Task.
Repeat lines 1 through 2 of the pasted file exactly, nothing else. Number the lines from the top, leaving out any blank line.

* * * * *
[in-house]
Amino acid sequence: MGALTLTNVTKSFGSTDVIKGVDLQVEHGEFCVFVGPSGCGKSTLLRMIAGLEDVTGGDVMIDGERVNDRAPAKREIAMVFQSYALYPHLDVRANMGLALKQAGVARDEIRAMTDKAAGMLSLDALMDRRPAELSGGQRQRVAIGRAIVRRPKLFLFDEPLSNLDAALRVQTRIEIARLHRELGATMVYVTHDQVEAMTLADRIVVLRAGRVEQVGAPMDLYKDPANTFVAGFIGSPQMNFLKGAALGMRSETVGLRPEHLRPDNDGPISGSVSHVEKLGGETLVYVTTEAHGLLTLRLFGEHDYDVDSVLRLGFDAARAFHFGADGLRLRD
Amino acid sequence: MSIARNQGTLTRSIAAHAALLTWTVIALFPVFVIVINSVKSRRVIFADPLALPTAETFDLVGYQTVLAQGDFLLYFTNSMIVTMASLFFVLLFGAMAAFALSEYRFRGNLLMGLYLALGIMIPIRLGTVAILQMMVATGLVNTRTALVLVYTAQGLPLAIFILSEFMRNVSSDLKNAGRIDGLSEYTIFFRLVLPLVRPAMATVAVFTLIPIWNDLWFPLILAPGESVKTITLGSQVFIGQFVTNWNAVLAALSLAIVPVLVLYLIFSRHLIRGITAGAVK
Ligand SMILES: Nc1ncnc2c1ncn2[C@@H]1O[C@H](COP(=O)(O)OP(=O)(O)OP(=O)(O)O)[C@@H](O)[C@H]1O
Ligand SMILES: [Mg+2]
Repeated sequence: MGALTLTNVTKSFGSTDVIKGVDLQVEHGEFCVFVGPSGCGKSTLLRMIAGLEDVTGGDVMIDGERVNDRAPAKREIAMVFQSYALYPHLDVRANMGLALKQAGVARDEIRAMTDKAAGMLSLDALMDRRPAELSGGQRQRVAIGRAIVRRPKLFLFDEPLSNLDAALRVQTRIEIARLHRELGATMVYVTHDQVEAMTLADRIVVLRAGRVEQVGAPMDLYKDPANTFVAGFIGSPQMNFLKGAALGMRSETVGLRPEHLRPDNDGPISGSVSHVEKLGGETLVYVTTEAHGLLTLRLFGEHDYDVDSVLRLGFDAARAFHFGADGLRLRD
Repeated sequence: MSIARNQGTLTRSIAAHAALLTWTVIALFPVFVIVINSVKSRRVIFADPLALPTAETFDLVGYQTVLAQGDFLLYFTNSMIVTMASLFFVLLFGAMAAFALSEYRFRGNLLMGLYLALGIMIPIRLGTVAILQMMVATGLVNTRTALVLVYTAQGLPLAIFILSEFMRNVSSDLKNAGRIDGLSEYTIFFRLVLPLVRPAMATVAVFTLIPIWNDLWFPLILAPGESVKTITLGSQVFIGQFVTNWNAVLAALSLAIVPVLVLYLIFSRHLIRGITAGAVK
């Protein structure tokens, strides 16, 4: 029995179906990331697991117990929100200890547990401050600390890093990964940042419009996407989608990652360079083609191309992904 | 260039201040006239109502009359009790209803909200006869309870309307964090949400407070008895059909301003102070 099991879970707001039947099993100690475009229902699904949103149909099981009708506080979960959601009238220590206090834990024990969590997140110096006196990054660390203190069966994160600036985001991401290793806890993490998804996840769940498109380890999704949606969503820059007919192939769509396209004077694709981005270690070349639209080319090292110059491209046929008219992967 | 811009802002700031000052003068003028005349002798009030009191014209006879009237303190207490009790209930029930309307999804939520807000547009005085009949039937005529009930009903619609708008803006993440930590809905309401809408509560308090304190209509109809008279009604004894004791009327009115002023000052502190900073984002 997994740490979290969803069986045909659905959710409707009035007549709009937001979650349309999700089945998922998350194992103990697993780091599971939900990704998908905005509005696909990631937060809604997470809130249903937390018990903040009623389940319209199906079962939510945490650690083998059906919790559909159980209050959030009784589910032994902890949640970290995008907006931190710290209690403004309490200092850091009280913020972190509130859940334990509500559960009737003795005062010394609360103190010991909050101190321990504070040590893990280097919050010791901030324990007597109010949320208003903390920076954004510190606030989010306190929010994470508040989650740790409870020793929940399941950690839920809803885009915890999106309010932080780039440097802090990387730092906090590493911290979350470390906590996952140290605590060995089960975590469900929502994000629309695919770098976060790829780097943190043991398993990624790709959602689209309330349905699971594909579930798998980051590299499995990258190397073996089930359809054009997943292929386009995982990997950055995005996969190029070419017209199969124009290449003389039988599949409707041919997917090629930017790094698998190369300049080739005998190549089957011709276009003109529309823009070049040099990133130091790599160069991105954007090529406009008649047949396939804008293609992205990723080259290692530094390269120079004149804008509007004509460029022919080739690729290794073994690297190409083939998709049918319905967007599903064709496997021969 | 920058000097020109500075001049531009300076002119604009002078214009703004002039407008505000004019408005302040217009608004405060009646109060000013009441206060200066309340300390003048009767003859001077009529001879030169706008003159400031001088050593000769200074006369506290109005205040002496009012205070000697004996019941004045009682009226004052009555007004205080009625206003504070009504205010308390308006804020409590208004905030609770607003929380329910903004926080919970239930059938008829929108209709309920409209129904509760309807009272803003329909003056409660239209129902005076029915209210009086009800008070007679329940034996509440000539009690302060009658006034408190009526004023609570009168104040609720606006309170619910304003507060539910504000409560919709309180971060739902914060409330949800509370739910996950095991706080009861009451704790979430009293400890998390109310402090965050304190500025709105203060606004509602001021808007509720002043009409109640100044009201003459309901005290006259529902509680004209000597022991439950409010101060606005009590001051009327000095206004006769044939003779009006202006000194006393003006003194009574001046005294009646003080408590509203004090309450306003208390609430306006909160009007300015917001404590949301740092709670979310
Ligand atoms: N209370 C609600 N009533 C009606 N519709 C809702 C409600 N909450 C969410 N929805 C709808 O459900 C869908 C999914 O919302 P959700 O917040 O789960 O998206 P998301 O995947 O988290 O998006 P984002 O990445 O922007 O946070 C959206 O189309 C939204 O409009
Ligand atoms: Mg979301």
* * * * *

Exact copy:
[in-house]
Amino acid sequence: MGALTLTNVTKSFGSTDVIKGVDLQVEHGEFCVFVGPSGCGKSTLLRMIAGLEDVTGGDVMIDGERVNDRAPAKREIAMVFQSYALYPHLDVRANMGLALKQAGVARDEIRAMTDKAAGMLSLDALMDRRPAELSGGQRQRVAIGRAIVRRPKLFLFDEPLSNLDAALRVQTRIEIARLHRELGATMVYVTHDQVEAMTLADRIVVLRAGRVEQVGAPMDLYKDPANTFVAGFIGSPQMNFLKGAALGMRSETVGLRPEHLRPDNDGPISGSVSHVEKLGGETLVYVTTEAHGLLTLRLFGEHDYDVDSVLRLGFDAARAFHFGADGLRLRD